Friday, May 26, 2006

Post round-up

Since I'm currently between projects at the office, I've had some reading time. I've found so many good posts that it finally dawned on me that I couldn't possibly blog on each one individually. So here's an Ezzie-style post round-up. :) (Eventually, I'll be home at an early enough hour to respond to all of my recent commenters, too. But right now, I'm on my way to a Yom Yerushalayim [Jerusalem Day] concert. Into the e-mail this goes, to be posted later.)

Um, later . . .

#1: News from the broader community (this may be of particular interest to the members of the J-blog med squad)

From this article in the May 24, 2006 New York Times:

U.S. Plan to Lure Nurses May Hurt Poor Nations

Published: May 24, 2006
As the United States runs short of nurses, senators are looking abroad. A little-noticed provision in their immigration bill would throw open the gate to nurses and, some fear, drain them from the world's developing countries.
. . .

"We're disappointed that Congress, instead of providing appropriations for domestic nursing programs, is outsourcing the education of nurses [my emphasis]," said Erin McKeon, the group's associate director of government affairs.

Holly Burkhalter, with Physicians for Human Rights, an advocacy group, said the nurse proposal could undermine the United States' multibillion-dollar effort to combat AIDS and malaria by potentially worsening the shortage of health workers in poor countries. "We're pouring water in a bucket with a hole in it, and we drilled the hole," she said.

There are now many more Americans seeking to be nurses than places to educate them. In 2005, American nursing schools rejected almost 150,000 applications from qualified people, according to the National League for Nursing, a nonprofit group that counts more than 1,100 nursing schools among its members.

One of the most important factors limiting the number of students was a lack of faculty to teach them, nursing organizations say. Professors of nursing earn less than practicing nurses, damping demand for teaching positions. "

#2: On changes contemplated by the Israeli rabbinate to the rules for the acceptance of conversions and gittin (Jewish religious divorces)

Only 50 rabbis abroad recognized [courtesy of the ADDeRabbi of On the Contrary!]

" . . . they're talking about not accepting Gittin either. This is scary @#$%. A scary implication - a woman gets divorced and remarried, has kids w/ her 2nd husband, and makes aliyah. The Rabbanut deems the kids safek mamzerim."

Jewish law, standing on one foot: A woman who remarries without a get (Jewish religious divorce) is considered adulterous, and, therefore, any child of hers from the second marriage would be a mamzer (a Jewish version of "illegitimate"). My understanding--and PLEASE correct me if I'm wrong!!!--is that a mamzer is not permitted to marry any other Jew except another mamzer or a convert. In other words, hundreds, perhaps thousands, of children could be declared illegible for marriage despite their mothers' best efforts to spare them this fate.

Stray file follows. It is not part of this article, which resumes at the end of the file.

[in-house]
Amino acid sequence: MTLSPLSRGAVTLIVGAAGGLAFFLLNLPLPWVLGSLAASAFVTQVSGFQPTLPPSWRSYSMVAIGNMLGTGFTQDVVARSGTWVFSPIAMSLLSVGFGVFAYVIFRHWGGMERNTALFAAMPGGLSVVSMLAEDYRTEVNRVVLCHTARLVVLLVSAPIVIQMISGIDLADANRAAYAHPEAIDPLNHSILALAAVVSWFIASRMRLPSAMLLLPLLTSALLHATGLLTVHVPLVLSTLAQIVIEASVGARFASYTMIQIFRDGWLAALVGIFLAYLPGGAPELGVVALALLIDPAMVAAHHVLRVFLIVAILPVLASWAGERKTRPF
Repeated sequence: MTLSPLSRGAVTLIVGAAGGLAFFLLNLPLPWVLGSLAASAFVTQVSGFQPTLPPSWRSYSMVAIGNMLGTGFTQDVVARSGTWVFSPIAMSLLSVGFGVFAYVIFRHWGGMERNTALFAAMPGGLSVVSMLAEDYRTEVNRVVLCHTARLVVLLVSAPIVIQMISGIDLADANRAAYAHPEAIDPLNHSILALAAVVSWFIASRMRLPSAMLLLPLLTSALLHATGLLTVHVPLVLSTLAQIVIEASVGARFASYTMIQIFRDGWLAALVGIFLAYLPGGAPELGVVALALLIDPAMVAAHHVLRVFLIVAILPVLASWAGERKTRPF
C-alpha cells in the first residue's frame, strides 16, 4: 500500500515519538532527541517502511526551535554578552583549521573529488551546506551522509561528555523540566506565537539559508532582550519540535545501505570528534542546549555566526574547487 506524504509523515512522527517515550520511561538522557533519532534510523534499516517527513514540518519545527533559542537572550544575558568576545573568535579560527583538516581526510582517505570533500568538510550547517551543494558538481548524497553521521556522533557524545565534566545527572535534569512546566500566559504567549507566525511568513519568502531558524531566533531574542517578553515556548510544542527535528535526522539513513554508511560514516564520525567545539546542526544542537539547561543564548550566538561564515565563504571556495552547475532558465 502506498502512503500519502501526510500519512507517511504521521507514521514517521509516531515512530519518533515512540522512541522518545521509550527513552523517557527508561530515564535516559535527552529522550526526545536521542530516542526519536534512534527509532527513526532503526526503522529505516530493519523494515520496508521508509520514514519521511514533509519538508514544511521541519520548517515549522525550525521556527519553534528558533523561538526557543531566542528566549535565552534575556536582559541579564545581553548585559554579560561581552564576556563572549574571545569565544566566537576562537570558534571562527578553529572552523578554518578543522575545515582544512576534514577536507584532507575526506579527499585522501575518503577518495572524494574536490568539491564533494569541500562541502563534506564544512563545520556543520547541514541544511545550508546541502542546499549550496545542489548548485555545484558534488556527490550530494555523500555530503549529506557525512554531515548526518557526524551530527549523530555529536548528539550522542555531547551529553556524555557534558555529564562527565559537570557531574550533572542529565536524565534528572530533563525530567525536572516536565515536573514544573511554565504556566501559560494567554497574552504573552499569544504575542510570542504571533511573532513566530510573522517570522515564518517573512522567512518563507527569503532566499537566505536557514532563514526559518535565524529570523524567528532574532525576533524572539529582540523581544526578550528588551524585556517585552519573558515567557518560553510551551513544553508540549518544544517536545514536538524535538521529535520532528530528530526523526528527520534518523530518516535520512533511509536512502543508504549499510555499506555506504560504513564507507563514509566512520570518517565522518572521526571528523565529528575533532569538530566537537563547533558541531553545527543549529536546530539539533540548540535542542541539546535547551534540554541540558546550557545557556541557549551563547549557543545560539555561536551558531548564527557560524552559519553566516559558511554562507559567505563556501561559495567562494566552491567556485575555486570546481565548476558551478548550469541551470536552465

Certifying the Galus [Joe Settler has another viewpoint concerning conversion]

"Everywhere in the world marriages (and divorces) are registered by the government. And just like everywhere in the world (especially when foreigners are involved) there is a lot of paperwork (even in the U.S.). It's a bureaucracy. Period. This new rule will make it much easier for the potential Oleh to go through the various processes he needs to go through when making Aliyah and getting married. With standardized paperwork, and authorized (recognized) processors (the Galus Rabbis), unrecognized, unfamiliar, and unacceptable paperwork will eventually be a thing of the past (or at least a rarity)."

#3: On what Judaism is and isn't, and how it's changed

I'm embarrassed to say that I forget who linked me to this post. On the plus side, this means that I'm between projects and have had plenty of time over the past day or two to waltz my way down my entire blogroll and my even-longer "Favorites" list:

Tuesday, May 23, 2006

What Judaism Is About
What Judaism is......
and what it is not about

Here's a sample, but please, please read the whole post!

"Judaism is about passing the Torah and it's teachings from one generation to the next, about educating all of our children in the best manner possible to ensure that Judaism lives another generation and that the Torah is observed. It is about seeing the inherent value in every student and transmitting the Torah to them in a way that will cause them to cherish and value it for the rest of their lives.
Judaism is not about excluding children from schools because they don't dress the way you dress, speak the language you speak, don't sit and learn all day (as opposed to going to work) or hold the exact same hashkafic values that you hold. It's not about catering only to the "super-learners" who have kollel futures while ignoring those who cannot or will not reach that lofty goal."

DovBear chimes in:

Wednesday, May 24, 2006

Sur Mai Rah v'Asei Tov

DB's thoughts on a post (which I can't find, but it must be there somewhere) by MOChassid:

MOChassid: "In the chareidi educational circles there is way too much emphasis on Sur Mai Rah and not nearly enough on Asei Tov. There is an overwhelming fear of the outside world but not enough confidence in the beauty of Torah and Yiddishkeit. Consequently, we hear about restriction after restriction rather than discussions about inspiring our children. This is tragic."